Calendar Girls The Musical
Gary Barlow and Tim Firth
David Pugh, Dafydd Rogers and The Shubert Organisation
The Lowry, Salford
Calendar Girls, the real-life story of the members of the Rylstone and District Women’s Institute who posed nude for a calendar to raise funds for a local hospital, has already inspired a film and a play and is now the subject of a musical.
The eccentric nature of the story makes it a uniquely British tale with the aspect of a group of ordinary women simply getting on with sorting out a problem adding a distinctly northern texture. Of course the central joke is that these are nice polite people who don’t do that sort of thing and the lush Yorkshire landscape captured in Robert Jones’s set establishes a strong sense of a community that will work together no matter how eccentric the idea.
Annie (Salford born Anna-Jane Casey) is grief-stricken when her husband passes away early. She resolves to raise funds to buy a sofa for the visitor’s room at the hospital where he was treated. Her daredevil friend Chris (Rebecca Storm) suggests they emulate the saucy calendars by Pirelli and, together with other members of the local Women’s Institute (WI), pose nude while undertaking typical WI tasks like making cakes and jam. The suggestion causes some discomfort for their friends not to mention their families.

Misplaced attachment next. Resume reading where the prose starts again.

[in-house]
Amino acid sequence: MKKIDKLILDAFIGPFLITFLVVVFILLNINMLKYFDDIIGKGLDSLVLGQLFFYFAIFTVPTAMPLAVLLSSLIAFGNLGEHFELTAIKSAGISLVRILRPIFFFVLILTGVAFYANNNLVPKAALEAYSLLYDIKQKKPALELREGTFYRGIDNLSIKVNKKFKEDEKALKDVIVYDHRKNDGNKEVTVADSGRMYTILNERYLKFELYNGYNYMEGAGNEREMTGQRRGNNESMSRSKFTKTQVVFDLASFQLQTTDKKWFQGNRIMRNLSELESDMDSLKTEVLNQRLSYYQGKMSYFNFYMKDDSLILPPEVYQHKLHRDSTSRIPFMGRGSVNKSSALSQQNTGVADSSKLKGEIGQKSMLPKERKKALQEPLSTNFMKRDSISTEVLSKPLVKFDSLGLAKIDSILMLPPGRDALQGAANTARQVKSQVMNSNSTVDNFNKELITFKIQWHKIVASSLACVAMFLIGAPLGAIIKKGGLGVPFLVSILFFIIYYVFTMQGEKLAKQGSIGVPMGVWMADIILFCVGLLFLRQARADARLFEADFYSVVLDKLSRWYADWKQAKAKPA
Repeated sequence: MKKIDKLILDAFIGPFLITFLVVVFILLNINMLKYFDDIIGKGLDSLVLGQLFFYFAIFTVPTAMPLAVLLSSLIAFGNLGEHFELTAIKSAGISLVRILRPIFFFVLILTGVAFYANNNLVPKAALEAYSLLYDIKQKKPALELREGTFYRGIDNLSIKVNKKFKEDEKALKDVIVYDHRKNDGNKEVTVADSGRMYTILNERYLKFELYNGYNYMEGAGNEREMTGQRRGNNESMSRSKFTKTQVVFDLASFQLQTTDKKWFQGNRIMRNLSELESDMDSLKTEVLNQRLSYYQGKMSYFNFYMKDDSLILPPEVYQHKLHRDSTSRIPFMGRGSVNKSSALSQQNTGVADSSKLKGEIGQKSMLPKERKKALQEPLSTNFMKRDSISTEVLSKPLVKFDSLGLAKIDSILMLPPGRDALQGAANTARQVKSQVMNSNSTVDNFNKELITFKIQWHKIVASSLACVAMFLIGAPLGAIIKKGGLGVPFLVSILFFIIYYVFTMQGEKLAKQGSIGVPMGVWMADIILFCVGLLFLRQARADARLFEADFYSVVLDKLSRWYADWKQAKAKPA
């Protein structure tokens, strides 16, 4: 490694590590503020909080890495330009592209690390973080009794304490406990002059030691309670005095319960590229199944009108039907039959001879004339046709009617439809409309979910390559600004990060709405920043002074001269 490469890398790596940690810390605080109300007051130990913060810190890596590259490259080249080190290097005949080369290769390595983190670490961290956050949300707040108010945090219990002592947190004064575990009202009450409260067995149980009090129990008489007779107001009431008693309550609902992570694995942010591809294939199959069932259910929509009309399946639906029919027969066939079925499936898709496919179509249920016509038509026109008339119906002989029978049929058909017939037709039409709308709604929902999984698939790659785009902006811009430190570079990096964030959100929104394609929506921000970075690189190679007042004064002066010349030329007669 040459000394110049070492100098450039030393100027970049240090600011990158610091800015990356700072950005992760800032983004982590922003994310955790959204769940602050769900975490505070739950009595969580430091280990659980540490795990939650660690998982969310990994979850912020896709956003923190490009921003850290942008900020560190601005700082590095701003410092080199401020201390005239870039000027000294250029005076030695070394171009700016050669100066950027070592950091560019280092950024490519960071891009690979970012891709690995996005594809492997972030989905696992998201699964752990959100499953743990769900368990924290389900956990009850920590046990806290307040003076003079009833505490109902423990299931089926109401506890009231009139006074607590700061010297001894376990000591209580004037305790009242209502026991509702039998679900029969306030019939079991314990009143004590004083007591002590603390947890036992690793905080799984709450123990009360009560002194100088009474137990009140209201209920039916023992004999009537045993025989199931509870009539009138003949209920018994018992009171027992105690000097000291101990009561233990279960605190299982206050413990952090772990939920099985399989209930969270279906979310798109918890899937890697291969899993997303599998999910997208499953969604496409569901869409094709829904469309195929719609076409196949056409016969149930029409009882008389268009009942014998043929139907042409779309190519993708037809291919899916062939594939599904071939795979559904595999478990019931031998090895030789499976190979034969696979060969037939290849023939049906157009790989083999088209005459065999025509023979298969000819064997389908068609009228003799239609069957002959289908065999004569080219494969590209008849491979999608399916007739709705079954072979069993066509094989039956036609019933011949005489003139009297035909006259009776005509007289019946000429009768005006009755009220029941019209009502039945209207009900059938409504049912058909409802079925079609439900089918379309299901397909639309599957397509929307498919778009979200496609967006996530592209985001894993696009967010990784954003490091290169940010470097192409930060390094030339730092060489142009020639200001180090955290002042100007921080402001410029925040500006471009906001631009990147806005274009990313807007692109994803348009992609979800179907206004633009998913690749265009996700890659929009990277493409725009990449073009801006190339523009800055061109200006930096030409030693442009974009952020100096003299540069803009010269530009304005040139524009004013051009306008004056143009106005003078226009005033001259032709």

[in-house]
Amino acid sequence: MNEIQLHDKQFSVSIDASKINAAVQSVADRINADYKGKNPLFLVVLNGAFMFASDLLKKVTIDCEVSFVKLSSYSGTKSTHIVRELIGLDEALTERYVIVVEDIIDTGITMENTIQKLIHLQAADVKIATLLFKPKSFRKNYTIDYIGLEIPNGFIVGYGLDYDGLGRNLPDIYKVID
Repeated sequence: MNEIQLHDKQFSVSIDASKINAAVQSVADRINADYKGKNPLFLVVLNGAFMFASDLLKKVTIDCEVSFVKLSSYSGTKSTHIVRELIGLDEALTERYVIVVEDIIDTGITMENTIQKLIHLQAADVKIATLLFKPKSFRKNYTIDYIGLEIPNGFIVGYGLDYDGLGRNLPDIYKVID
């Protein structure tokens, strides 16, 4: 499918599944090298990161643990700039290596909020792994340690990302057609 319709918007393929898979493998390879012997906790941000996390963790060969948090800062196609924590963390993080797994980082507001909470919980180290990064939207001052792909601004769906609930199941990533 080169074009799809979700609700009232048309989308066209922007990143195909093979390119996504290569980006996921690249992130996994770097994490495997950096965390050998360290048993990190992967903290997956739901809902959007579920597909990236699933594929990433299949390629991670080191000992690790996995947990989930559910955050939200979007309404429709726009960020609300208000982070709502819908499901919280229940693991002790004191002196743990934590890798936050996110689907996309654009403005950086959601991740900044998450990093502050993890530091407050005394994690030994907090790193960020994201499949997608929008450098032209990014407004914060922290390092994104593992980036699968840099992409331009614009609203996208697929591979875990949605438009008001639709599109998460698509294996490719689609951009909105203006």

Tim Firth, who wrote the original screenplay and adapted it for the stage, returns to scripting duties for the musical along with musician Gary Barlow. An issue that arises when adapting an established work into a musical is that adding songs makes for a bloated over-long show. Firth avoids this tendency by re-cycling dialogue into lyrics. Thus, conversations from the film and play where the characters set out their motivations for joining the WI form the basis for the song "Mrs Conventional".
Firth and Barlow take a respectful approach to the background of the musical and are determined that it should not trivialise the subject matter. As a result, the first act, with gentle piano and brass score and introspective lyrics, has a distinctly melancholy atmosphere. The humour in the first act is understated and mainly arises out of the embarrassment of characters who acknowledge that nudity in their marriages has been on a ‘need to know’ basis. The dialogue, however, remains sparkling with randy teenage boys hopefully reflecting that the sex drives of middle-aged women have been re-tarmacked.
The comedy aspect of the musical comes late in the show but is well worth the wait. In addition to Matt Ryan as director, Jos Houben is credited with comedy staging which, one imagines, relates to the staging of the photo-shoot for the calendar. It is a marvellously funny sequence growing more absurd as the characters adopt increasing bizarre poses. The audience roars approval at the daring of the cast being willing to risk baring all. The sequence ends with a completely over the top Christmas cracker gag that brings the house down.
Calendar Girls The Musical is a rousing success although one hopes that the producers will feel enough is enough and not be tempted to further re-cycle as a ballet or opera. The cast at The Lowry get a well-deserved ovation but are up-staged by a surprise appearance by the original Calendar Girls from the Rylstone and District Women’s Institute—which is just as it should be.